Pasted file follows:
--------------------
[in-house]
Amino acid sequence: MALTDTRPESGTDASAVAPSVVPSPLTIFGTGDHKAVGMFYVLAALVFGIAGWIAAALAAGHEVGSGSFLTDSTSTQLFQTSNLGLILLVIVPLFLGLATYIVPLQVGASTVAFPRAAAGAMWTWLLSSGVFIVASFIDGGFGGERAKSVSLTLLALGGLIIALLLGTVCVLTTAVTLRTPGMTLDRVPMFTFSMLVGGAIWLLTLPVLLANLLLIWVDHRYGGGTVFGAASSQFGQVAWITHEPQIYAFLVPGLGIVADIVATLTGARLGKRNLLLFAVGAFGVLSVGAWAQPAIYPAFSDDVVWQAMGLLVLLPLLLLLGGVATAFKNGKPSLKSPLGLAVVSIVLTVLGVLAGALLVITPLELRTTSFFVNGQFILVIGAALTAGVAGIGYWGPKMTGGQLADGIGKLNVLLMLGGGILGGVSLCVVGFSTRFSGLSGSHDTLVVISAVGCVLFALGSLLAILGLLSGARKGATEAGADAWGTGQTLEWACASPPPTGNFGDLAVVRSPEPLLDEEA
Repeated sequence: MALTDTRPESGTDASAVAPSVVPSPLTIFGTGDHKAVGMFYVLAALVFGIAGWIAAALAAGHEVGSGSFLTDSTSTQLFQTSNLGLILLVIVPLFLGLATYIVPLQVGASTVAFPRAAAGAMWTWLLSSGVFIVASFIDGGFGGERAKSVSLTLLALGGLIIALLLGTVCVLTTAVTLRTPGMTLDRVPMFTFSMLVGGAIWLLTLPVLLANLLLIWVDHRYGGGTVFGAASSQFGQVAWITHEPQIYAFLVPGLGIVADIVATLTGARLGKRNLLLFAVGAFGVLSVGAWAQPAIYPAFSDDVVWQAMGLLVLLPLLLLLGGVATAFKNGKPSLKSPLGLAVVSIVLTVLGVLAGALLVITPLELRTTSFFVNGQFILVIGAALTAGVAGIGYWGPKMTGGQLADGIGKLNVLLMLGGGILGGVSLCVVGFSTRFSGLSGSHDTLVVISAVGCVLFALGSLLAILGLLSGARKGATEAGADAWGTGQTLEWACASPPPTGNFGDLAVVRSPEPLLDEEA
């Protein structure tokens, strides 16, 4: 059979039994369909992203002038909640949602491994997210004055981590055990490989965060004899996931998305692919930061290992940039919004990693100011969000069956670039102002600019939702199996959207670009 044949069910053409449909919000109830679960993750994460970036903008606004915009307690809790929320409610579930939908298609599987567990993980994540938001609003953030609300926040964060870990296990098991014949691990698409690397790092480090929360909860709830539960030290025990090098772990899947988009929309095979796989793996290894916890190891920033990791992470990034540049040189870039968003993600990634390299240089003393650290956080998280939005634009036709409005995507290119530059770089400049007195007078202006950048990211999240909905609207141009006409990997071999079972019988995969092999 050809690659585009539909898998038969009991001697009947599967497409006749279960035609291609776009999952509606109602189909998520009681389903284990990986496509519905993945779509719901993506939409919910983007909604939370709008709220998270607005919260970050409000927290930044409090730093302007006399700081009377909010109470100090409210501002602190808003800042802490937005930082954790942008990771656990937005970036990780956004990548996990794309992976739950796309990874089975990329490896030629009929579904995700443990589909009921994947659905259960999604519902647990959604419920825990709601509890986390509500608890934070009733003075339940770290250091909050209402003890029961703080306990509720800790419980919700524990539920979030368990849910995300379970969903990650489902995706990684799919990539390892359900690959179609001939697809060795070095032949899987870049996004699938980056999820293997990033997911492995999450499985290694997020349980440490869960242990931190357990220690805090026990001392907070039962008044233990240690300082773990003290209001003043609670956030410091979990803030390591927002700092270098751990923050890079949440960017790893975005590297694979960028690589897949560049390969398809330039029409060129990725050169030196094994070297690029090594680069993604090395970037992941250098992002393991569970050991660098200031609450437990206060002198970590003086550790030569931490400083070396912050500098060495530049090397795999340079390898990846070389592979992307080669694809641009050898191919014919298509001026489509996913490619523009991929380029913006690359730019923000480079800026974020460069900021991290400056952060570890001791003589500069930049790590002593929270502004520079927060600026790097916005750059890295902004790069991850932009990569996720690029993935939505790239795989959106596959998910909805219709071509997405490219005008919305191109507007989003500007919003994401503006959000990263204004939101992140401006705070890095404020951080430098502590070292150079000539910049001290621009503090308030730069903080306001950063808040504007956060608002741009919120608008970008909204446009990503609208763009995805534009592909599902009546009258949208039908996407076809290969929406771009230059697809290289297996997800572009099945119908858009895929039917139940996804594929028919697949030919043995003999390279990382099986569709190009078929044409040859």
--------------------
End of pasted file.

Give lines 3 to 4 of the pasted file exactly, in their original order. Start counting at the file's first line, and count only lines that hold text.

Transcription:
Repeated sequence: MALTDTRPESGTDASAVAPSVVPSPLTIFGTGDHKAVGMFYVLAALVFGIAGWIAAALAAGHEVGSGSFLTDSTSTQLFQTSNLGLILLVIVPLFLGLATYIVPLQVGASTVAFPRAAAGAMWTWLLSSGVFIVASFIDGGFGGERAKSVSLTLLALGGLIIALLLGTVCVLTTAVTLRTPGMTLDRVPMFTFSMLVGGAIWLLTLPVLLANLLLIWVDHRYGGGTVFGAASSQFGQVAWITHEPQIYAFLVPGLGIVADIVATLTGARLGKRNLLLFAVGAFGVLSVGAWAQPAIYPAFSDDVVWQAMGLLVLLPLLLLLGGVATAFKNGKPSLKSPLGLAVVSIVLTVLGVLAGALLVITPLELRTTSFFVNGQFILVIGAALTAGVAGIGYWGPKMTGGQLADGIGKLNVLLMLGGGILGGVSLCVVGFSTRFSGLSGSHDTLVVISAVGCVLFALGSLLAILGLLSGARKGATEAGADAWGTGQTLEWACASPPPTGNFGDLAVVRSPEPLLDEEA
């Protein structure tokens, strides 16, 4: 059979039994369909992203002038909640949602491994997210004055981590055990490989965060004899996931998305692919930061290992940039919004990693100011969000069956670039102002600019939702199996959207670009 044949069910053409449909919000109830679960993750994460970036903008606004915009307690809790929320409610579930939908298609599987567990993980994540938001609003953030609300926040964060870990296990098991014949691990698409690397790092480090929360909860709830539960030290025990090098772990899947988009929309095979796989793996290894916890190891920033990791992470990034540049040189870039968003993600990634390299240089003393650290956080998280939005634009036709409005995507290119530059770089400049007195007078202006950048990211999240909905609207141009006409990997071999079972019988995969092999 050809690659585009539909898998038969009991001697009947599967497409006749279960035609291609776009999952509606109602189909998520009681389903284990990986496509519905993945779509719901993506939409919910983007909604939370709008709220998270607005919260970050409000927290930044409090730093302007006399700081009377909010109470100090409210501002602190808003800042802490937005930082954790942008990771656990937005970036990780956004990548996990794309992976739950796309990874089975990329490896030629009929579904995700443990589909009921994947659905259960999604519902647990959604419920825990709601509890986390509500608890934070009733003075339940770290250091909050209402003890029961703080306990509720800790419980919700524990539920979030368990849910995300379970969903990650489902995706990684799919990539390892359900690959179609001939697809060795070095032949899987870049996004699938980056999820293997990033997911492995999450499985290694997020349980440490869960242990931190357990220690805090026990001392907070039962008044233990240690300082773990003290209001003043609670956030410091979990803030390591927002700092270098751990923050890079949440960017790893975005590297694979960028690589897949560049390969398809330039029409060129990725050169030196094994070297690029090594680069993604090395970037992941250098992002393991569970050991660098200031609450437990206060002198970590003086550790030569931490400083070396912050500098060495530049090397795999340079390898990846070389592979992307080669694809641009050898191919014919298509001026489509996913490619523009991929380029913006690359730019923000480079800026974020460069900021991290400056952060570890001791003589500069930049790590002593929270502004520079927060600026790097916005750059890295902004790069991850932009990569996720690029993935939505790239795989959106596959998910909805219709071509997405490219005008919305191109507007989003500007919003994401503006959000990263204004939101992140401006705070890095404020951080430098502590070292150079000539910049001290621009503090308030730069903080306001950063808040504007956060608002741009919120608008970008909204446009990503609208763009995805534009592909599902009546009258949208039908996407076809290969929406771009230059697809290289297996997800572009099945119908858009895929039917139940996804594929028919697949030919043995003999390279990382099986569709190009078929044409040859």